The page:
The state government may extend these limits from time to time for the purpose of filling up the requisite percentage of seats, as per the Rules.

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The said Rules also prescribe that children admitted under the EWS or DG category shall not be discriminated against vis-à-vis the rest of the children in any manner pertaining to entitlements and facilities such as text books, uniforms, library facilities, extra-curricular and sports.

It was submitted by the DoE that schools are allotted under the EWS or DG category as per the choice of the schools as given in the application form by the applicants.

The DoE also stated that the criteria of neighbourhood is not followed strictly by the DoE at the time of allotment of schools under the EWS or DG category, since the number of applicants under the said category are greater than the available number of seats.

HC: ‘Purpose of such reservation will be defeated’

Taking into the consideration the above submission, the high court observed that if seats are available under the EWS or DG category in a particular school, then the DoE is required to allot such school to the applicant. 

If seats under the EWS or DG category are allowed to go waste, merely on the ground that the applicants who have been allotted such seats do not meet the neighbourhood criteria strictly, then the whole purpose of reservation of seats for admission under the said category will be defeated,” the high court stated.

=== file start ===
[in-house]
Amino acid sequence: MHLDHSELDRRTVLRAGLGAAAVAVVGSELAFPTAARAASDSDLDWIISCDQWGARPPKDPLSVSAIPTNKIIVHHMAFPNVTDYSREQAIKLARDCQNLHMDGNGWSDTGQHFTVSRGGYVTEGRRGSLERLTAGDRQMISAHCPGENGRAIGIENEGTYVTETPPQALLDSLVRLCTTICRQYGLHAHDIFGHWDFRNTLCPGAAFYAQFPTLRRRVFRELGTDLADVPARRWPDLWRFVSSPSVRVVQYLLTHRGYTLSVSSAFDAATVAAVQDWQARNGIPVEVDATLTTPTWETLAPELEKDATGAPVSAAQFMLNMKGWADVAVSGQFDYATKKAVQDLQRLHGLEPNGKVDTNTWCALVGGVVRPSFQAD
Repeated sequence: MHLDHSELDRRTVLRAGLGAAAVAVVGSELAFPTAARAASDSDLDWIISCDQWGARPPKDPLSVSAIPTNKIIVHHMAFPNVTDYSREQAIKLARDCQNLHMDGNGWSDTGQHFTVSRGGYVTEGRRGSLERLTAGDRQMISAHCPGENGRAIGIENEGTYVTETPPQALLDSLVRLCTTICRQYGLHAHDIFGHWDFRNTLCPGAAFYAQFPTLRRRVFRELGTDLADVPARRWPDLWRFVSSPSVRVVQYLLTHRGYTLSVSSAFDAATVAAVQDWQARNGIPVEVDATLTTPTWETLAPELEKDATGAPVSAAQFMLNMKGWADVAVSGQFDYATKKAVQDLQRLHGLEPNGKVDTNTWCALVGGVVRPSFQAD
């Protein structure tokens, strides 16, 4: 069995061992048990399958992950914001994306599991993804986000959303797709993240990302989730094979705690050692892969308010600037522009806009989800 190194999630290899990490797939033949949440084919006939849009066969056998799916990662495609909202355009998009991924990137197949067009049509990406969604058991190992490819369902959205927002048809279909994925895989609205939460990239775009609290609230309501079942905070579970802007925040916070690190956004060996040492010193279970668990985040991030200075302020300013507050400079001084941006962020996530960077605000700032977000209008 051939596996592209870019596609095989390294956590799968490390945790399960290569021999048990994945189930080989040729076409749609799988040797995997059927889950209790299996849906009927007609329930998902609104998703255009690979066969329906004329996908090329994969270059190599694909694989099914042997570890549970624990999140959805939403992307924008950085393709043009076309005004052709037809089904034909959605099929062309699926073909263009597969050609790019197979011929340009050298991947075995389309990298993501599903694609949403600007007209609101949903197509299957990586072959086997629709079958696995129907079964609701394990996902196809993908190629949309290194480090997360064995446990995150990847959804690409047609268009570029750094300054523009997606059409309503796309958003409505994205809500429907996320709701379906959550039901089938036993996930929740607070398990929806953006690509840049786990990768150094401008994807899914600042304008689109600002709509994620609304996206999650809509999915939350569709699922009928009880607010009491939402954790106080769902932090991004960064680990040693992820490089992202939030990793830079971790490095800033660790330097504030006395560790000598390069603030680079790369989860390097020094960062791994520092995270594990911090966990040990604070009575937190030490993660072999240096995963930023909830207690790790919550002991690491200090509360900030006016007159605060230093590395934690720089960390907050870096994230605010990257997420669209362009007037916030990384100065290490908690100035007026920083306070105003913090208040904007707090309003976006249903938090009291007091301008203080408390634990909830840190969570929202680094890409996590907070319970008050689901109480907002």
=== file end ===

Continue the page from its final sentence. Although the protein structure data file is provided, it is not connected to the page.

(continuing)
The court “cannot be oblivious to the noble purpose” with which such reservation and criteria were developed, Justice Pushkarna added.

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The primary purpose of the RTE Act is to provide to every child between ages 6–14 years the right to free and compulsory education in a neighbourhood school. Yet, the RTE Act does not restrict the choice of the child to seek admission in a school which may not be in the neighbourhood of the child’s residence, as the Ministry of Education has spelled out in a document titled ‘Clarifications on provisions’.While directing the Happy Hours School to grant admission to the petitioners who admittedly do not live in neighbourhood limits, the high court confirmed that the RTE Act’s emphasis on neighbourhood schooling should not be construed as a restriction on choice. 

As per the court’s directions, the petitioners shall be admitted to class 1 under the EWS or DG category. They have accordingly been directed to approach the school with all the requisite documents.

However, in view of the school’s submission that it does not provide transportation to the areas where the petitioners reside, the petitioners were asked by the court to make their own arrangements for commuting to and from school and not insist the school provide the same.

This order is being passed keeping in view the fact that the children belonging to the weaker sections of the society are to be given equal opportunities for education in good schools, so that such students are able to come in[to] the mainstream of the society,” the high court concluded.

Click here to read the Delhi High Court’s order in the case of Tarun Kumar And Anr versus The Principal, Happy Hours School And Ors W.P.(C) 7953/2023 & CM APPLs. 30622-30623/2023